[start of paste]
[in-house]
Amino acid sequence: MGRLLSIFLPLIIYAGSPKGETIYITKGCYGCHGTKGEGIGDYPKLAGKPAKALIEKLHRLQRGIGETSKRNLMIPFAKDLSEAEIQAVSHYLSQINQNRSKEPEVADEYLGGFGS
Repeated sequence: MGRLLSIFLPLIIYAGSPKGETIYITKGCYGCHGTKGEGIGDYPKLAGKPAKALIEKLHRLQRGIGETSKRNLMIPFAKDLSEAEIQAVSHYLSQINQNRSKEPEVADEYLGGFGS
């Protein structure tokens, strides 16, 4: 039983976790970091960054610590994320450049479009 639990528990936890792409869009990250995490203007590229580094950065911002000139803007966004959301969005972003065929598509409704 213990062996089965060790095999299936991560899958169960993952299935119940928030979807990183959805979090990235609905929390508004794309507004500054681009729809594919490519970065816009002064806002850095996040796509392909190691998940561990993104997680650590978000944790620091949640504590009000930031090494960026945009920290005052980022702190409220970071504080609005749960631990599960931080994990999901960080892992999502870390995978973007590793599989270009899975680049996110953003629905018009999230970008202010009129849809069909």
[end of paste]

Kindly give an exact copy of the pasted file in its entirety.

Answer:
[in-house]
Amino acid sequence: MGRLLSIFLPLIIYAGSPKGETIYITKGCYGCHGTKGEGIGDYPKLAGKPAKALIEKLHRLQRGIGETSKRNLMIPFAKDLSEAEIQAVSHYLSQINQNRSKEPEVADEYLGGFGS
Repeated sequence: MGRLLSIFLPLIIYAGSPKGETIYITKGCYGCHGTKGEGIGDYPKLAGKPAKALIEKLHRLQRGIGETSKRNLMIPFAKDLSEAEIQAVSHYLSQINQNRSKEPEVADEYLGGFGS
């Protein structure tokens, strides 16, 4: 039983976790970091960054610590994320450049479009 639990528990936890792409869009990250995490203007590229580094950065911002000139803007966004959301969005972003065929598509409704 213990062996089965060790095999299936991560899958169960993952299935119940928030979807990183959805979090990235609905929390508004794309507004500054681009729809594919490519970065816009002064806002850095996040796509392909190691998940561990993104997680650590978000944790620091949640504590009000930031090494960026945009920290005052980022702190409220970071504080609005749960631990599960931080994990999901960080892992999502870390995978973007590793599989270009899975680049996110953003629905018009999230970008202010009129849809069909």